Giant plant flowers at Eden Project

The Titan Arum, a giant rainforest plant, and the biggest flower ever to be grown indoors, has just flowered at the Eden project in Cornwall. It flowered from 30 May to 5 June, and reached a height of 2.91m, towering over visitors.

PlantThe Titan Arum, a giant rainforest plant, and the biggest flower ever to be grown indoors, has just flowered at the Eden project in Cornwall. It flowered from 30 May to 5 June, and reached a height of 2.91m, towering over visitors.

This is the fifth Titan Arum grown at the Eden Project. It is a part of the recent Freaky Nature exhibit featuring poisonous, spiky, sticky, carnivorous and – in the Titan Arum’s case – smelly plants.

The plant is known to have a yellow, flesh-like spike that heats up when the plant is ready to attract pollinators, and gives of a smell repulsive to humans but appealing to insects. As a consequence, it is often referred to as the ‘corpse flower’. It took nine years for this plant to reach maturity, growing 13cm a day towards the end, and then flowering for only a few days before dying.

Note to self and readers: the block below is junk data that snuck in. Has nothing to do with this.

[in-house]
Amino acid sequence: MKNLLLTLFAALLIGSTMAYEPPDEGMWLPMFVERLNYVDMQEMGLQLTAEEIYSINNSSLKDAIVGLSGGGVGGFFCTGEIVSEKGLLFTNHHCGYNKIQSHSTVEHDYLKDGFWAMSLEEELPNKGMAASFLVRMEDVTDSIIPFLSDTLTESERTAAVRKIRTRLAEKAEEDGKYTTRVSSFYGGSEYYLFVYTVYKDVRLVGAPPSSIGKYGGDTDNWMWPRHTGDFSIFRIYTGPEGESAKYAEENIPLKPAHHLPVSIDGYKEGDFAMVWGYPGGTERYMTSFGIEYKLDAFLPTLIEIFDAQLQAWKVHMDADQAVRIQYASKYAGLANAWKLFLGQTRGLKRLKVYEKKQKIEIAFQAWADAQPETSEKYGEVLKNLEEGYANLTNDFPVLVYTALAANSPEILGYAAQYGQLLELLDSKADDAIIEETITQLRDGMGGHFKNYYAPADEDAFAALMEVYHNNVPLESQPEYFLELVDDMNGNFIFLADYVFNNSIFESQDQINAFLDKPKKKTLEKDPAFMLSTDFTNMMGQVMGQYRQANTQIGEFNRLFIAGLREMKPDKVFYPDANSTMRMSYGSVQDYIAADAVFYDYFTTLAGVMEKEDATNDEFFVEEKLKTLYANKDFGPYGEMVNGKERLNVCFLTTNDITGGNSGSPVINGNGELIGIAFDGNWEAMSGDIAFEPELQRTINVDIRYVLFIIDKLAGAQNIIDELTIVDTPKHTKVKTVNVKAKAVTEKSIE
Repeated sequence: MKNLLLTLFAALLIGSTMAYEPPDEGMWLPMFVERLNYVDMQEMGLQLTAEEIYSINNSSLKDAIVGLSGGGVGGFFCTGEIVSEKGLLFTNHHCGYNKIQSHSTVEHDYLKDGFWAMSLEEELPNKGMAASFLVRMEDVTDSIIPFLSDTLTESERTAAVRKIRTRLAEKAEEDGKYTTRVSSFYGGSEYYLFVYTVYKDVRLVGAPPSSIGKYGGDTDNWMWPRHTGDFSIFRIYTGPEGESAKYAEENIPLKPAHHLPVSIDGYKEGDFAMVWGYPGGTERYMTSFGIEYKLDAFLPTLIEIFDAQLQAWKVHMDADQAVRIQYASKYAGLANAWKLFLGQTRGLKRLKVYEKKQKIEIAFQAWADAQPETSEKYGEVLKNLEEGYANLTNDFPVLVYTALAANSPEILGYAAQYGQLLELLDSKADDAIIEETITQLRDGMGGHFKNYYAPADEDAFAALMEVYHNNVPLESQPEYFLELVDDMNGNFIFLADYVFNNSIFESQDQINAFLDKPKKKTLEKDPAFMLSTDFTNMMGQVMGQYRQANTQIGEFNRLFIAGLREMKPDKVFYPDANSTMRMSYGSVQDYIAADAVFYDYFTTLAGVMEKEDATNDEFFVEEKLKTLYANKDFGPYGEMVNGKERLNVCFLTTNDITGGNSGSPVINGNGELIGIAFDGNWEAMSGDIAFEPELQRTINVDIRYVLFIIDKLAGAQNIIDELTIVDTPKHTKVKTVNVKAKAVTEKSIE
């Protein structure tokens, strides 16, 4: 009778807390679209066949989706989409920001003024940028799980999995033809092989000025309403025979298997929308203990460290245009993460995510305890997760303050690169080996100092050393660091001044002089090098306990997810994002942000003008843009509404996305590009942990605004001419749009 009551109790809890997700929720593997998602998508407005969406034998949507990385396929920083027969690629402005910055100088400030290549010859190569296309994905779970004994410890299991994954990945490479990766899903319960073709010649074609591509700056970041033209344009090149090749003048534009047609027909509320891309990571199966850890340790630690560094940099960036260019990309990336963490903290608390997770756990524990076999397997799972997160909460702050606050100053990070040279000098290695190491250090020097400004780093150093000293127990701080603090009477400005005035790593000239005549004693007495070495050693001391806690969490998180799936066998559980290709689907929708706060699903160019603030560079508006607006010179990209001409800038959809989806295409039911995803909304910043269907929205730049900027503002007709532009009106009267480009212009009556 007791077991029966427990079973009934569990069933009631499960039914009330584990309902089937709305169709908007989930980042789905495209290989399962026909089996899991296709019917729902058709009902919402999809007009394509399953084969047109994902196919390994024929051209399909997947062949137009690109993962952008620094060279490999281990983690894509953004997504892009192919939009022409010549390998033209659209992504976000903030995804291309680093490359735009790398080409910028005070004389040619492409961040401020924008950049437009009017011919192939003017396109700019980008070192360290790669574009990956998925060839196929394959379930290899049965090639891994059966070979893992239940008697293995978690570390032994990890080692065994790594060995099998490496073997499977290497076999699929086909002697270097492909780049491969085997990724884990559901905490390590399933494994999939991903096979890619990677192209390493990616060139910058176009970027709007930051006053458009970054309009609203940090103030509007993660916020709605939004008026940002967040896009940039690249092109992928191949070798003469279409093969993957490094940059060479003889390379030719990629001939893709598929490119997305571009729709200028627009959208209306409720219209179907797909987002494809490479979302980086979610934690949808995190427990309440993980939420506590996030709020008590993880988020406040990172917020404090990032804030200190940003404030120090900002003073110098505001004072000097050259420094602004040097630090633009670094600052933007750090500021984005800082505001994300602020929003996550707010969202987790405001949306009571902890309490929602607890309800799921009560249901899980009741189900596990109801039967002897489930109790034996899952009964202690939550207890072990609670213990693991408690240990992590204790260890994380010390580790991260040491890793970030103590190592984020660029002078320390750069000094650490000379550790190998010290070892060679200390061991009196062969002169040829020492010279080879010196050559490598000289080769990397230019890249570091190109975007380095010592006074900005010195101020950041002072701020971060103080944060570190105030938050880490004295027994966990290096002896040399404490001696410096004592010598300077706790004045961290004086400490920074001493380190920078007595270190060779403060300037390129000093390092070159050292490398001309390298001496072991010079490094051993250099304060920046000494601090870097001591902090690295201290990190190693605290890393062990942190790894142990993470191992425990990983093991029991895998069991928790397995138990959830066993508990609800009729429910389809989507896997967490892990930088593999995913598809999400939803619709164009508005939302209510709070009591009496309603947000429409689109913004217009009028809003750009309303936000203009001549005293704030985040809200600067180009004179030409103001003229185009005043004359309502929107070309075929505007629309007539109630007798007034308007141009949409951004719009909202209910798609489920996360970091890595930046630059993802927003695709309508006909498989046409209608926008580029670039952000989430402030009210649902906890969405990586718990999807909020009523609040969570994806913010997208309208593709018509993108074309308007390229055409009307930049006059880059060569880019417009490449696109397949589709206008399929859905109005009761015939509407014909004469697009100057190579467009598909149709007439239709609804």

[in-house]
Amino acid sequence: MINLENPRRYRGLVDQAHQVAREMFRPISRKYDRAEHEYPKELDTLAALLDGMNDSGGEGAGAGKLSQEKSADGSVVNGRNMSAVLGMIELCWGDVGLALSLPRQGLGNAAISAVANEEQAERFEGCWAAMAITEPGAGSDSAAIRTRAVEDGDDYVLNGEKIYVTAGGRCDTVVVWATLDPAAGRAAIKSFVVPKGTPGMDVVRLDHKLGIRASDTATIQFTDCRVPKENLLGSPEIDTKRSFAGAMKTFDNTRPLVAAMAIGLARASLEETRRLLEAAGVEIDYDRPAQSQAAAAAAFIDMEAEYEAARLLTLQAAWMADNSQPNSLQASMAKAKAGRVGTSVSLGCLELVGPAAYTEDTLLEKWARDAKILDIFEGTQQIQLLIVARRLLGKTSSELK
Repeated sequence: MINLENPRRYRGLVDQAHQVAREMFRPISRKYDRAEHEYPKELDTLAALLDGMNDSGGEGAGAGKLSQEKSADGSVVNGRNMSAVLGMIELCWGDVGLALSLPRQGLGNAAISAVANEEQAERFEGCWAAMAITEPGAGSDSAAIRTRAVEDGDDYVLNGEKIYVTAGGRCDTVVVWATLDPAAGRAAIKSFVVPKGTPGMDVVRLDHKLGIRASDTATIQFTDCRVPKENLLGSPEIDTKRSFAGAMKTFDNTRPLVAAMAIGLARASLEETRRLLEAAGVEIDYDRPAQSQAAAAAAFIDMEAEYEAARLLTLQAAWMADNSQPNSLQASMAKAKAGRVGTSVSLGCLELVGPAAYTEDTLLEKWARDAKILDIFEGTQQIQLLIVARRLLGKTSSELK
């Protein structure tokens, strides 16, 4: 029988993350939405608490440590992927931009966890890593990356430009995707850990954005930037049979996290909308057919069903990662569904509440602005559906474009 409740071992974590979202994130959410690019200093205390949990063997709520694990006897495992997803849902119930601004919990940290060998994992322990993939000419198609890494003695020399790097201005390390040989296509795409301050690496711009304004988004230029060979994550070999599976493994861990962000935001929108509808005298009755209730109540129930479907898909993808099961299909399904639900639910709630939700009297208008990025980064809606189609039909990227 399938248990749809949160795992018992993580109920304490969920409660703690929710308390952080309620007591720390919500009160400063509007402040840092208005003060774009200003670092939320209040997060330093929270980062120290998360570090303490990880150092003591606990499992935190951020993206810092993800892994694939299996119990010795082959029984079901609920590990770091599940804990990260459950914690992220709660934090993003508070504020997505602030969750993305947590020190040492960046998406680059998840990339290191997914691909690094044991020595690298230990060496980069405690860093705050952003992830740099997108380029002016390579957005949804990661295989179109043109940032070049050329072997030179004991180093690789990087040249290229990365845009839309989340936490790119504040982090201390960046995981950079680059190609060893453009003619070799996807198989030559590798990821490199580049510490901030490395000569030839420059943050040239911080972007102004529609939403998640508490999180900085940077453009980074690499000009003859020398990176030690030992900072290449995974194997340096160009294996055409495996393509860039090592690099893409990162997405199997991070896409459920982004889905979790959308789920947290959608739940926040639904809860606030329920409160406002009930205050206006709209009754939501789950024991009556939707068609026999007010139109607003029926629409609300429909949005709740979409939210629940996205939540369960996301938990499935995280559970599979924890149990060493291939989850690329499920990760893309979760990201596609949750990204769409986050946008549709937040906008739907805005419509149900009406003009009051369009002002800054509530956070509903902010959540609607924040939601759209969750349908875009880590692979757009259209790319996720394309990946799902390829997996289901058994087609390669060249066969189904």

The largest ever Titan Arum flowered in New Hampshire, USA on 18 June 2010 and measured 3.1m. The first Titan Arum to flower indoors was in 1889 at the Royal Botanic Gardens at Kew, in London. The first-ever documented flowers in the United States were at the New York Botanical Garden in 1937 and 1939.

The Eden Project in Cornwall is a global garden where spectators can learn about nature and the world around them. It’s also an educational charity and social enterprise which focuses on creating learning experiences for students, running social and environmental projects in Cornwall and around the world, creating stunning gardens and carrying out research into plants and conservation.

This June, The Eden Project is showcasing produce including papaya, chilies, peaches, strawberries and nectarines in its otherworldly biomes near St Austell. Also coming to The Eden Project this summer is TV ethnobotanist James Wong, giving a talk on how to cultivate rare and exotic fruits from kiwi fruit to wasabi on Saturday 2 July at 7:30 at the Eden Project’s Gallery.

Information about all events can be found on the website, at www.edenproject.com.

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